Leslie F. Roberts writes in a guest op-ed for Informed Comment
An astonishing version of the Human Security Report was released this past week. It was astonishing for its primary headline: “NEW REPORT REVEALS THAT DEATH RATES DECLINE DURING TODAY’S WARS.”
The researchers at Simon Fraser University used the war-monitoring PIRO dataset in Sweden, along with UN and World Bank data, and expert guesses, to examine a variety of recent conflicts. They focused on UN statistics of under-5 mortality to assess the health effects of these conflicts. In most of the wars they examined, under-5 death rates were lower at the end of the conflict than at the start. They attribute this previously unseen pattern to the changing nature of war, health development in general, and humanitarian assistance in those countries affected by conflict. This would be great news, if only it were true.
In learning these lessons, the authors defined wars as causing at least 1000 deaths in a country irrespective of size and to be continuing when at least 25 deaths per year were occurring. This means that many of the wars they examined (in places like Chad, Guinea Bissau, Mauritania, and Senegal) involved tiny fractions of the total population for short periods of time. The nation-wide surveys on which the UN bases its under-5 mortality estimates are typically conducted with host governments and repeated every few years. Imagine someone saying that the inflation adjusted median income in the US rose between 1997 and 2002 therefore terrorist attacks are good for people’s finances. That is a similar leap of logic as the finding that mortality rates go down in times of war.
The report’s analysis also does not weigh the wars so that the largest wars are weighted more… in fact the conclusions basically exclude the wars in Iraq and Afghanistan. This also has the effect of exaggerating the importance of minor conflicts such as those in Senegal and Cote d’Ivoire and diminishing the lessons from major conflicts in Sudan, Cambodia, and DR Congo. The report concludes that small focused surveys done in real-time to report war deaths are so potentially fraught with limitations, that they should not be conducted.
Why is this important for the average American? This is very much about the ability of governments to control the message when it comes to civilians dying, and the inability to hold the UN accountable for humanitarian situations which are ignored. This report, and the UN, advocate measuring mortality in partnership with combating governments via large nationwide surveys every few years. This approach has little value for documenting the sorts of crises unfolding at this moment in the Central African Republic or Haiti. For that, smaller, careful surveys, limited to the areas of crisis, with just a few questions, are more useful. These real-time surveys tend to be conducted by private NGO’s, relief agencies, or academics. They consistently record more deaths than government statistics or media reports. This is not usually an issue of honesty, it is that the household surveys with their focus and short periods of recall are typically more accurate. For example, over the past 8 years, the US Bureau of Labor Statistics survey of random households has estimated the number of jobs created as almost 50% higher than its employer payroll monitoring of 150,000 major employers. The household surveys just capture more little events, be they people dying or people starting to work for themselves.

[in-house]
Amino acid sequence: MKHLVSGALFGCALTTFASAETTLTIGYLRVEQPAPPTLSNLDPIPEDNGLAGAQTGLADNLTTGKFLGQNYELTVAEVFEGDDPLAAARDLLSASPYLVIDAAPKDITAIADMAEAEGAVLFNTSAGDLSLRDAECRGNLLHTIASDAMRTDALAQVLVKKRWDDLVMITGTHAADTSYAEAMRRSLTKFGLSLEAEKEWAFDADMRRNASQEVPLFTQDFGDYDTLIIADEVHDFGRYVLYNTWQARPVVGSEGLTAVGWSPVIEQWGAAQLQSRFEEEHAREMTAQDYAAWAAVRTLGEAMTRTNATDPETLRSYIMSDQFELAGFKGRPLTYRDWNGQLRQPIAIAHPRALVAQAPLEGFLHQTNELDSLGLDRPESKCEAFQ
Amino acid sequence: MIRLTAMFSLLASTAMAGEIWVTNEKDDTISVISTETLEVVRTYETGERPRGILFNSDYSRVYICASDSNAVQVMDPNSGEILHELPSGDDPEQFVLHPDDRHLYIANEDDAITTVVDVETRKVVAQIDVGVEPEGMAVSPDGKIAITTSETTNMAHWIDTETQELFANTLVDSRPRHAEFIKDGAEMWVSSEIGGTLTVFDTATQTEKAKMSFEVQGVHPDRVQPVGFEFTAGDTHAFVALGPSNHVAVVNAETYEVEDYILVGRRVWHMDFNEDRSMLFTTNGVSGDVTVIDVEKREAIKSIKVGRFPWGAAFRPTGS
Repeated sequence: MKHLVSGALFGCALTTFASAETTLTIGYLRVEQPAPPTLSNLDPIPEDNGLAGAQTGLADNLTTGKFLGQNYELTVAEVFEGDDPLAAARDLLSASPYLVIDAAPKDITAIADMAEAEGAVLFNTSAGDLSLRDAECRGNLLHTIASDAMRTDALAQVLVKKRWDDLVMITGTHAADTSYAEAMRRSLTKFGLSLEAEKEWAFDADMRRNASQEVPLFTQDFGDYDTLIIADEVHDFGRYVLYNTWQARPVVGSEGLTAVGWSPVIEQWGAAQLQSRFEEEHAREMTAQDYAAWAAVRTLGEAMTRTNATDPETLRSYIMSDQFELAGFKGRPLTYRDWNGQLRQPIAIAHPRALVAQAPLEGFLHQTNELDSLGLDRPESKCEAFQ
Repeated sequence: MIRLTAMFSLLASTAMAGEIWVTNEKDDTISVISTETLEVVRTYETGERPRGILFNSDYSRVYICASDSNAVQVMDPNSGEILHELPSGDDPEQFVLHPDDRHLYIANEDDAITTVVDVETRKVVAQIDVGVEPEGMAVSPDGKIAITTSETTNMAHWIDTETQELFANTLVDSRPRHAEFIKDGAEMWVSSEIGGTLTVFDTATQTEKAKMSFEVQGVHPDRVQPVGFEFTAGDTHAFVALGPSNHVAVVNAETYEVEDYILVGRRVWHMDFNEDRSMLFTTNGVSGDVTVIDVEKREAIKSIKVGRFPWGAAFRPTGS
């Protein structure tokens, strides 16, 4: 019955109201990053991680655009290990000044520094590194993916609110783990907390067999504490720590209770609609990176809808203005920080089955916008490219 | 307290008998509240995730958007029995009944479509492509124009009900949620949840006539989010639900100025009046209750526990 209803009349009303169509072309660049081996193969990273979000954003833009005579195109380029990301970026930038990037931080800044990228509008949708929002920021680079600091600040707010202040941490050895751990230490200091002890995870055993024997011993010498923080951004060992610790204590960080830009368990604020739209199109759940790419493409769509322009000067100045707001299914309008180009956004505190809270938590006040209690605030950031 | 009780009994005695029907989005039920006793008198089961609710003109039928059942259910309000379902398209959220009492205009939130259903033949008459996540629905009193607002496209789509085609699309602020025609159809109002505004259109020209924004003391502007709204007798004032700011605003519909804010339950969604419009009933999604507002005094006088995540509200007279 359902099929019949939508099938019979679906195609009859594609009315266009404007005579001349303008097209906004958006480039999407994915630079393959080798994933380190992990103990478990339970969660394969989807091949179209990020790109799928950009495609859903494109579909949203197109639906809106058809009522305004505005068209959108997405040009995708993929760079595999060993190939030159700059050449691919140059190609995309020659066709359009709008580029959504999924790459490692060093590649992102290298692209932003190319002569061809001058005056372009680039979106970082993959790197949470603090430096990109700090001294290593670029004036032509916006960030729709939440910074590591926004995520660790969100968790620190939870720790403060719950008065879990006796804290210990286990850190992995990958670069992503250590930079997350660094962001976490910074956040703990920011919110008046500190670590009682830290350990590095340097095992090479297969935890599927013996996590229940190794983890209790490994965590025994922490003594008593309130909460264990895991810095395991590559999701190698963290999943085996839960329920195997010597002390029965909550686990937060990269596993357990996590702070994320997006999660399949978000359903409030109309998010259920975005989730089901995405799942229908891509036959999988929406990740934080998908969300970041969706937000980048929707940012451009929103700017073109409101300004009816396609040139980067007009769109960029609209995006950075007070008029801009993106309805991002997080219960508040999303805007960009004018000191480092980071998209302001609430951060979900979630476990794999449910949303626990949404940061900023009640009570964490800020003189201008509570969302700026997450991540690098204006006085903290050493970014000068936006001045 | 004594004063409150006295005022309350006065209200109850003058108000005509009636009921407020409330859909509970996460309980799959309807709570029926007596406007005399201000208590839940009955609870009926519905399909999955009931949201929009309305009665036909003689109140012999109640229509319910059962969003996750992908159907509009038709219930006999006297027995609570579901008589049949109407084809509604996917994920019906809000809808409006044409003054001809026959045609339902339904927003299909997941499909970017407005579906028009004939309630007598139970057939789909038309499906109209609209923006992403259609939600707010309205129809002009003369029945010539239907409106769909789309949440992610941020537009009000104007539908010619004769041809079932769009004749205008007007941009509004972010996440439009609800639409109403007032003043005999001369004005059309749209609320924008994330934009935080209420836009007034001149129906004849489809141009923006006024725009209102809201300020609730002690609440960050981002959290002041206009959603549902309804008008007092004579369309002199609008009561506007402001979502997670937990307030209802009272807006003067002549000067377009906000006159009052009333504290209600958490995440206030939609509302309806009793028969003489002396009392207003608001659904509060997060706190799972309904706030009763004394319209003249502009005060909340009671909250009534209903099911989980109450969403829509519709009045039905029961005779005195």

The Bush Administration benefited enormously from the confusion it was able to trigger and support in the debate over how many people died because of the 2003 invasion of Iraq. The highest profile estimates made were published in the British medical journal The Lancet. (And, for example, reporters who called the US Centers for Disease Control and Prevention (CDC) when the first 2004 Iraq report in The Lancet was released were referred to a “Harvard statistician” familiar with the study…a statistician actually at the American Enterprise Institute and who had been a signatory on the Project for a New American Century call for Iraqi invasion.) Perhaps the most aggressive critic of those studies was a previously little known economist at the Royal Holloway University named Michael Spagat, who, it was revealed in the Huffington Post on Saturday, was a “technical advisor” on this new Human Security Report.
In war-induced crisis after crisis, be it Biafra in the 1960’s or Somalia today, NGO’s or scientists with small, statistically weak samples undertaken in the most difficult of settings, have brought the world’s attention to the places it most needed to be. This report is a brazen attack on the ability of non-state and non-UN actors to tell the world about humanitarian crises. It would be a tragedy indeed if an indirect effect of the US invasion of Iraq was to create a more cynical, disempowered, and ineffective humanitarian community.
End/ (Not Continued)